Hot flashes? Mood swings? Could it be? It is possible you are experiencing menopause? Menopause is one of those topics that isn’t often discussed, yet it is a significant event in every woman’s life. How is it that we avoid talking about something so universal to our feminine identity? Perhaps it is due to our society’s obsession with youthfulness that there is a level of embarrassment behind menopause. Why be embarrassed over a natural process that every woman will experience? The truth is menopause can cause significant challenges and changes in a woman’s body, so trying to navigate this process alone can be overwhelming. Let’s work on breaking the silence and talk about ways to help deal with menopause with dignity and confidence.

What is happening exactly?

Menopause actually happens in three phases: Perimenopause, Menopause, and Post-Menopause. Perimenopause is when you may first begin to notice hot flashes, forgetfulness, sleep disturbances, mood swings and other symptoms. These symptoms are a sign that your body is shifting its hormone and estrogen level, but your periods will not stop during perimenopause. Menopause itself happens around the age of 50 and is the phase where you have not had a period for an entire calendar year. Post- Menopause is the season after menopause where the same symptoms may last 5-10 years beyond menopause itself. Other common symptoms in all three phases may include: decreased libido, fatigue, vaginal dryness, memory lapses, weight gain and bone density loss.

Talk about it.

First and foremost, speak with your doctor about what you are experiencing. There are various options in treatment of the symptoms of menopause, everything from hormone replacement therapy, to natural alternatives. You and your doctor can discuss these options and decide if any of these treatments are right for you. Even though menopause is a natural biological process that doesn’t necessarily need medical intervention, symptoms like bone density loss may need to be evaluated by your doctor to ensure maintenance of your health.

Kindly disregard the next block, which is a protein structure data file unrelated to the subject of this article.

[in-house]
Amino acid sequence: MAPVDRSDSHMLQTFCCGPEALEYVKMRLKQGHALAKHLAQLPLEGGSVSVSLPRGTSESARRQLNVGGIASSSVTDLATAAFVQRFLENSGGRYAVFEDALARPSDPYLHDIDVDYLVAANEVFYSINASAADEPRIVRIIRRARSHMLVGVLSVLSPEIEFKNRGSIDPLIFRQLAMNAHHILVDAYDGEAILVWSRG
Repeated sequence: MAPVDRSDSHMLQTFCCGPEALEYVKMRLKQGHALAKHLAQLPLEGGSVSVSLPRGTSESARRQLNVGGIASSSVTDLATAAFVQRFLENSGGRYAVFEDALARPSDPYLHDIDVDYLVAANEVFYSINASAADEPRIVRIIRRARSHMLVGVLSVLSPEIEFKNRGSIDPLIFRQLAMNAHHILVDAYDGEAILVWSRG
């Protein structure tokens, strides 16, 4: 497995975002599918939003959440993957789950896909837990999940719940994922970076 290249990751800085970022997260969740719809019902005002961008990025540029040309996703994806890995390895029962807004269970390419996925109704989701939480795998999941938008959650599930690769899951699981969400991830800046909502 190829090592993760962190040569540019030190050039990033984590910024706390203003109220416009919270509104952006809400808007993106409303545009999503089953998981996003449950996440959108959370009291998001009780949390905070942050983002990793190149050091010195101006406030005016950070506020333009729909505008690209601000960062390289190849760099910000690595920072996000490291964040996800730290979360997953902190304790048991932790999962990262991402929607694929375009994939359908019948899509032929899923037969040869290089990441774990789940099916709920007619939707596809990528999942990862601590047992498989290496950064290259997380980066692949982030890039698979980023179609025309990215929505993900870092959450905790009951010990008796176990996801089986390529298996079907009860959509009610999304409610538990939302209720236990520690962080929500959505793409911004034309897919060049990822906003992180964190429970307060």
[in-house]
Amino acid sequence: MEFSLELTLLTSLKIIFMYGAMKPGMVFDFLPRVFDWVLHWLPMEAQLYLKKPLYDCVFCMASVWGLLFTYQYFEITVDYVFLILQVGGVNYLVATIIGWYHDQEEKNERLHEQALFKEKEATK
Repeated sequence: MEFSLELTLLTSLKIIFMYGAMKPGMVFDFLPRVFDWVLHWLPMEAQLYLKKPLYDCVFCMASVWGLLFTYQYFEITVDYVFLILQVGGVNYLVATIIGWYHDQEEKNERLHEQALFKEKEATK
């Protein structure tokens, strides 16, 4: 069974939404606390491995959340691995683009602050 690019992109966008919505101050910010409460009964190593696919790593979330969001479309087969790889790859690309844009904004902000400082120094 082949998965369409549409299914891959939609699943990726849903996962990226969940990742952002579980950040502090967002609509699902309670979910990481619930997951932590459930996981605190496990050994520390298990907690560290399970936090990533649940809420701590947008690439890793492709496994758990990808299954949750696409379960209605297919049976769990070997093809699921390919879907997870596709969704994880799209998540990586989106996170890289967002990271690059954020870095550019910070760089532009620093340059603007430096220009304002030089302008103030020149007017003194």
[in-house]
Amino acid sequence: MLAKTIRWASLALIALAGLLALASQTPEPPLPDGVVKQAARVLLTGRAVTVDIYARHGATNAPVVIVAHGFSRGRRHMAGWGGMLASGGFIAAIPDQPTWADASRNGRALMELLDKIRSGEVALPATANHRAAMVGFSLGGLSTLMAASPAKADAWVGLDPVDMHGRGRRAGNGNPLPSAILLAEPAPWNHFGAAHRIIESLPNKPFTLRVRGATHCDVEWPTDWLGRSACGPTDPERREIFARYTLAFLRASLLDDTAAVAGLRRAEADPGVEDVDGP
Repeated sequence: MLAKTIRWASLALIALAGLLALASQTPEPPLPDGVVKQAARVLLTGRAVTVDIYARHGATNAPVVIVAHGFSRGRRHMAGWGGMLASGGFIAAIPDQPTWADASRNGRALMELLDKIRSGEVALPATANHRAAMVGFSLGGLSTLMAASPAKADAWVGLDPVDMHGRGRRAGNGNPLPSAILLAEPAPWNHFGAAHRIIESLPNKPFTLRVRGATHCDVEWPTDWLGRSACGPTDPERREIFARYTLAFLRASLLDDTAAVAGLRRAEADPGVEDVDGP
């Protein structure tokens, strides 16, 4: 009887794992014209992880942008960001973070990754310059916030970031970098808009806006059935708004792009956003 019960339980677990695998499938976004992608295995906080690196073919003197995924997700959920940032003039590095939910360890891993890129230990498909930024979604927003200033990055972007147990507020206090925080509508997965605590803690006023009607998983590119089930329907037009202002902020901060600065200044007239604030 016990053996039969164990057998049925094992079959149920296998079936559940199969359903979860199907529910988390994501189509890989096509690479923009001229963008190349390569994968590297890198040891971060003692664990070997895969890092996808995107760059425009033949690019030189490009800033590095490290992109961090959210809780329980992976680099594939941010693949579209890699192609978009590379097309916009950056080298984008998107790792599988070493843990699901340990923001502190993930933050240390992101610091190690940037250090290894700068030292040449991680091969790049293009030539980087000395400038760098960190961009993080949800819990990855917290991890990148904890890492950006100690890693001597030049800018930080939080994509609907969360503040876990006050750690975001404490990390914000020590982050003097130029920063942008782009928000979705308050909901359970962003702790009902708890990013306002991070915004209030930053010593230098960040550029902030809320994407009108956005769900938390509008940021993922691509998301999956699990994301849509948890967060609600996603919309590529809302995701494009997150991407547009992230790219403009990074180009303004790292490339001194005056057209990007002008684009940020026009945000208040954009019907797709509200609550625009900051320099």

Secondly, talk to your friends and family about it. Let them know what you are going through and allow them to support you through this season of life. Your friends may be experiencing similar symptoms and you can share tips and tricks to help manage, or perhaps you will just feel better knowing that you are not alone in what you are experiencing. Be careful in comparing yourself to your peers though, like most developmental changes, menopause impacts every woman very differently.

Don’t forget about your family! Be open and honest with your partner with what you are experiencing. A drop in libido may be impacting your intimacy, and talking about it can help your partner support you through these changes. If you are living with other family members, bring them into the discussion as well. Mood swings, and increased fatigue may impact your family life. Honesty and openness will provide your family context to your behavior and allow them to be empathetic to your experiences.

Watch your self-talk.

Because we live in a society that struggles to embrace the aging process, you may find menopause stressful and depressing. Watch the way you are are framing your experience. If you find yourself thinking things like “It is only downhill from here”, or “Wow, this means I am old”… STOP. Try to change your inner dialogue to more positive thoughts like “Now I get to embrace a new season of life”. Besides, menopause isn’t all that bad. Not having to worry about tracking periods, or dealing with the monthly hormone changes will be quite nice!

Mood changes, shifts in hormones, and major life adjustments are always a challenge to manage your mental health and overall wellness. If you feel as though you may need to speak to a therapist about coping with this season of your life, book in a time to speak to a psychologist call us on (02) 6262 6157 or book an appointment online.

Related reading:

When Passion Fades: Tips for Long Term Relationships
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Self Compassion: How to be Kind to Yourself